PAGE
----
Professor Ross J. Anderson

Ross J. Anderson in Brno – The Honorary Doctorate Awards Ceremony
and "The Sustainability of Safety, Security and Privacy" Lecture

Update (Mar 12th): Due to the recent COVID-19 pandemy and related MU dispositions the ceremony is postponed to yet unspecified date.

The Honorary Doctorate Awards Ceremony

March 19, 2020, 10:00, Mendel's Museum Augustian Abbey Refectory, Mendel Square 1A.

Welcome to Masaryk University honorary doctorate awards ceremony to Professor Ross J. Anderson

Ross J. Anderson is a Professor of Security Engineering at the Computer Laboratory at Cambridge University, and a Fellow of the Churchill College, Cambridge. As he puts it, “Security Engineering is about building systems to remain dependable in the face of malice, error or mischance. As a discipline, it focuses on the tools, processes and methods needed to design, implement and test complete systems, and to adapt existing systems as their environment evolves.”

He is an author of the widely cited book “Security Engineering – A Guide to Building Dependable Distributed Systems”, co-author of the ‘Serpent’ cipher that was a finalist in the Advanced Encryption Standard contest, and a contributor to various security subsystems installed in (at least) hundreds of millions installations. Ross has also been also been a chair of the Foundation for Information Policy Research, an elected member of Cambridge University’s Council, and the Principal Investigator of the Cambridge Cybercrime Centre.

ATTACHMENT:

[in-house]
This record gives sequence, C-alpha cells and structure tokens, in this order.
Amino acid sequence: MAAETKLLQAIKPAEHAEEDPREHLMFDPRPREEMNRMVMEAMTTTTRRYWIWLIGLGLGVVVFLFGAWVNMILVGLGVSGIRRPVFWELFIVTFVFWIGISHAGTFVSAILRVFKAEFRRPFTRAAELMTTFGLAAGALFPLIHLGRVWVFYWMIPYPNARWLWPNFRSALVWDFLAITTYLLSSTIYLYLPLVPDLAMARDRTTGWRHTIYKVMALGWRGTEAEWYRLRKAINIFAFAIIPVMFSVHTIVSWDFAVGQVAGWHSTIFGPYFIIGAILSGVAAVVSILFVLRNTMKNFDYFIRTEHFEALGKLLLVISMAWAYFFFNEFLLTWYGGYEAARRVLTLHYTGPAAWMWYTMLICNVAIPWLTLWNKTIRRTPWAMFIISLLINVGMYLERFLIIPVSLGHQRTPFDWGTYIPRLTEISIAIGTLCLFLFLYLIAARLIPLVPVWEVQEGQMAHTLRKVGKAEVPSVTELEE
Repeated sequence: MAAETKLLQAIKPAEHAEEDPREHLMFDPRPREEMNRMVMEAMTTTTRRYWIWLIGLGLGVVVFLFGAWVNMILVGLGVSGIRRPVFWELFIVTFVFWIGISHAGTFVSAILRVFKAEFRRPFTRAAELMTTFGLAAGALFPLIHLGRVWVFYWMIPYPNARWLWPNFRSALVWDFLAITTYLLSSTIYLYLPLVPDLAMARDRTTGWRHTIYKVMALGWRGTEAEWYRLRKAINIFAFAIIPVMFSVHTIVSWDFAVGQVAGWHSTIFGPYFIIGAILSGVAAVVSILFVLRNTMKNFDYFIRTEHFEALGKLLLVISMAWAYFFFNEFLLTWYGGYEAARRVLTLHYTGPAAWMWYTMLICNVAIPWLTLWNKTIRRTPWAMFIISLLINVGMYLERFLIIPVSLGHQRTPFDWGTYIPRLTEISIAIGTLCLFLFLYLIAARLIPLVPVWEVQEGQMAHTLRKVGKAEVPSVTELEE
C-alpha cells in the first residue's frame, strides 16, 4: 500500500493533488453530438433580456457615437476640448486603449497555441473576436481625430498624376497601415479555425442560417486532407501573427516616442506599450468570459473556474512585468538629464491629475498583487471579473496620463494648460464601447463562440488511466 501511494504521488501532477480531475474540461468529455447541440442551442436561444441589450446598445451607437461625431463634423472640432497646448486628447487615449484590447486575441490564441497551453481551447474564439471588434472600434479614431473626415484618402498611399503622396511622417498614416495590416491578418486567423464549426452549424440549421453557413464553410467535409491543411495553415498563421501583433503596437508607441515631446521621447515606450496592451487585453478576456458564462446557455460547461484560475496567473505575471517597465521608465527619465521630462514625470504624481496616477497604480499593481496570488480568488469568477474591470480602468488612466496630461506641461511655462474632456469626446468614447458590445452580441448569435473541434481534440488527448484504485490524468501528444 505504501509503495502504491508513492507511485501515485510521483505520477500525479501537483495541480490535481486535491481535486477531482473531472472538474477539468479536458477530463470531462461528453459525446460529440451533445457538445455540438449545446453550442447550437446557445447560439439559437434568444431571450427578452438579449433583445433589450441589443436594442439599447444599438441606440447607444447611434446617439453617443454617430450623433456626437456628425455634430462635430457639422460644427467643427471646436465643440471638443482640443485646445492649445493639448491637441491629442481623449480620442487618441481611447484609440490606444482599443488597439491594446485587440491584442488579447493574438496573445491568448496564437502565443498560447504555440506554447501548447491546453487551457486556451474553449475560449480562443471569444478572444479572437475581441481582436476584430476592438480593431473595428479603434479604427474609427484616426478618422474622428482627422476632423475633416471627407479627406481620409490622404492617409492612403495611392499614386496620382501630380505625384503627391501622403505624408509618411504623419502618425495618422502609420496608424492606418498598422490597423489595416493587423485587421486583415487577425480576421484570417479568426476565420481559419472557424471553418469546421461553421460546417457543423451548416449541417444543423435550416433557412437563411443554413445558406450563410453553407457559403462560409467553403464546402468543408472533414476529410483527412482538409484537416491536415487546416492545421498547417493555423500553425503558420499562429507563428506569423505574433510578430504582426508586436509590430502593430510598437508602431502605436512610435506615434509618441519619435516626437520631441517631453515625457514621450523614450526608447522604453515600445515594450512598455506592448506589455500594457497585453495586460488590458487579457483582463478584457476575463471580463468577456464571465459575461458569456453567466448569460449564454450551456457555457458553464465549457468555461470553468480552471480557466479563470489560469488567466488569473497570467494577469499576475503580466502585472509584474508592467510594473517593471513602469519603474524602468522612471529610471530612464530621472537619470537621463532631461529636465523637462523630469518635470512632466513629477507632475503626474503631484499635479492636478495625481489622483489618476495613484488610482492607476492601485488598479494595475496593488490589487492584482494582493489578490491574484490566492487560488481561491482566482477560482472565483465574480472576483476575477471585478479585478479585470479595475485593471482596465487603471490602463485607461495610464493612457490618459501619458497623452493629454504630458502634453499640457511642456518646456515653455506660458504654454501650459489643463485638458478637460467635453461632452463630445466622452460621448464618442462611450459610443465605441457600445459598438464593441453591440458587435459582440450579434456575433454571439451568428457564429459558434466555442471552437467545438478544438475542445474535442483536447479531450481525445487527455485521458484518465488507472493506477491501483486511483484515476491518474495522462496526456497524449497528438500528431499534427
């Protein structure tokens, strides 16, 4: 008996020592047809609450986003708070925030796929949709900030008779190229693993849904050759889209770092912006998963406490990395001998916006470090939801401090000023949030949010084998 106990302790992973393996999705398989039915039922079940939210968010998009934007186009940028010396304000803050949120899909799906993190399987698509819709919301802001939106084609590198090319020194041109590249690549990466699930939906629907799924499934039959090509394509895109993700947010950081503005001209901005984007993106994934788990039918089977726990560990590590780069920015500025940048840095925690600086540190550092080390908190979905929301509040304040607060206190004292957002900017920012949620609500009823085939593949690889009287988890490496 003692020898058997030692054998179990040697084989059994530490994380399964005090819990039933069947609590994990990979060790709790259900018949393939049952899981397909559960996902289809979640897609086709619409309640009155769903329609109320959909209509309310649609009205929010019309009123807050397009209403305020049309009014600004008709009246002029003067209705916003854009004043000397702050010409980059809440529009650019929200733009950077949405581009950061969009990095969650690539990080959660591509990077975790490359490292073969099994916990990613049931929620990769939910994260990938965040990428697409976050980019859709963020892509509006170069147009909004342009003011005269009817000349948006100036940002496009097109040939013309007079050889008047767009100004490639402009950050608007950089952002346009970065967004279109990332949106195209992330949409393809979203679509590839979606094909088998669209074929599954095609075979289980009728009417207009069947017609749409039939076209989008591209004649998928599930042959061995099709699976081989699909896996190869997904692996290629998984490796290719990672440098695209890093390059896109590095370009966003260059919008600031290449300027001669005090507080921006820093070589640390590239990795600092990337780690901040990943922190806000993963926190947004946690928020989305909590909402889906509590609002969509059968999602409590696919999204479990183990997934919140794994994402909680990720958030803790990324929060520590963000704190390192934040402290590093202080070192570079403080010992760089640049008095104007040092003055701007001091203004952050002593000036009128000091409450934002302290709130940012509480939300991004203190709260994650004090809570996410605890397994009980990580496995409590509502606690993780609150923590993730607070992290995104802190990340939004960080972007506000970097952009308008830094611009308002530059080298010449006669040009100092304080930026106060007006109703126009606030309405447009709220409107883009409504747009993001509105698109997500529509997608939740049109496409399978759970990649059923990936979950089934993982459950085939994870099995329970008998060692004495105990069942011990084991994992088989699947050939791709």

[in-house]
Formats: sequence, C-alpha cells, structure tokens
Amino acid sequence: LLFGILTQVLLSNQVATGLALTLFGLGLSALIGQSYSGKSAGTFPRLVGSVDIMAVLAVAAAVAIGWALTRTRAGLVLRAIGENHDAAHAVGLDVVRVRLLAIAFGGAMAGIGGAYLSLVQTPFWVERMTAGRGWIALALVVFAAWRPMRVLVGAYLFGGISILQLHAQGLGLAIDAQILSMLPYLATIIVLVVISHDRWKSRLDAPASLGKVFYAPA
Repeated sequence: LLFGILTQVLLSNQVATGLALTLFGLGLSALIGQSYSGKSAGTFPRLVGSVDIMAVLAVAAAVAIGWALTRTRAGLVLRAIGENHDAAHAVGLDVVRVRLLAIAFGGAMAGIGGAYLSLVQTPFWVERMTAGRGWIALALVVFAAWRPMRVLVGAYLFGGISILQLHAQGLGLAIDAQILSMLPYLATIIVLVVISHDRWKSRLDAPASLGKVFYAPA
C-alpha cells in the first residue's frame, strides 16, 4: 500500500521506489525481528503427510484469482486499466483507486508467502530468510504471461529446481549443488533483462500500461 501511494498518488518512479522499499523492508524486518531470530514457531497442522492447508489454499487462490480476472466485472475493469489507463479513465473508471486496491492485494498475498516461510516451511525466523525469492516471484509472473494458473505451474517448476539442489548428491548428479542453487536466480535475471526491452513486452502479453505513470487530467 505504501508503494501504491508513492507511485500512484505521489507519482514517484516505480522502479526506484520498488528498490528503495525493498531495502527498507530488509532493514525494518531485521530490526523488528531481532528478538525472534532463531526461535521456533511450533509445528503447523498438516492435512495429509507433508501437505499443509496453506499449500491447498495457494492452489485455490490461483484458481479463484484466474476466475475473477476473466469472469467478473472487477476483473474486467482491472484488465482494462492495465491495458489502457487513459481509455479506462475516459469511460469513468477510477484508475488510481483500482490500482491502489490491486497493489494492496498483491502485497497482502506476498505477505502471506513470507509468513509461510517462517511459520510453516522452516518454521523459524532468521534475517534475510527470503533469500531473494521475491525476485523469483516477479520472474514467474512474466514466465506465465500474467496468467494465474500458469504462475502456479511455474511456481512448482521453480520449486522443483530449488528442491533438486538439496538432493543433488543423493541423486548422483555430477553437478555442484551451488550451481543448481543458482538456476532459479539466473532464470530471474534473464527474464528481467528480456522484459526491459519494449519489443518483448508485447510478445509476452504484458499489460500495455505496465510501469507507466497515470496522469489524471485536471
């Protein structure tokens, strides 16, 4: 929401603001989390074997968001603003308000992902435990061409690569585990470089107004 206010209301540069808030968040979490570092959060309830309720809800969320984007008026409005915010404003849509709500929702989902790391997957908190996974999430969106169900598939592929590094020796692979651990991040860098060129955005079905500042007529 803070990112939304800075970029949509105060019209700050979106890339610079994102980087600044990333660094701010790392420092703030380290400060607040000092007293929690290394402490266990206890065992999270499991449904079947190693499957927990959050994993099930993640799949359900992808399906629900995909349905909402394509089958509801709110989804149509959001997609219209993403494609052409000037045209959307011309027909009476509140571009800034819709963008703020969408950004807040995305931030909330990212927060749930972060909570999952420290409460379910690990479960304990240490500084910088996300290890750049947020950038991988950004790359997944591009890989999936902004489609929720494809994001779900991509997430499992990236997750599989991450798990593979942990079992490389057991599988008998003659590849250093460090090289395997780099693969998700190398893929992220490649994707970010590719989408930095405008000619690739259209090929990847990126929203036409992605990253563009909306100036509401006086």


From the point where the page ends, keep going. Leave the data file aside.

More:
He has been working with various staff members of the Faculty of Informatics, Masaryk University, since 1996, hosting several staff members for longer research stays, as well as PhDs and staff for research visits, and visiting Brno for cybersecurity events like Security Protocols Workshop several times.

Ross J. Anderson at Wikipedia

"The Sustainability of Safety, Security and Privacy" Lecture
by Ross J. Anderson

March 19, 2020, 13:00, Mendel's Museum Augustian Abbey Refectory, Mendel Square 1A.


Now that we’re putting software and network connections into durable safety-critical goods such as cars and medical devices, we’ll have to patch vulnerabilities, as we do with phones and laptops. But we can't let vendors stop patching after three years! So last year, the EU passed Directive 2019/771, which gives the right to software updates for goods with digital elements, for the time period the consumer might reasonably expect. In my talk I'll describe the background, including a study we did for the European Commission in 2016, and the likely future effects. As sustainable safety, security and privacy become a legal mandate, this will create real tension with existing business models and supply chains. It will also pose a grand challenge for computer scientists. What sort of tools and methodologies should you use to write software for a car that will go on sale in 2023, if you have to support security patches and safety upgrades till 2043?

The information about lecture at Seminar Series webpage

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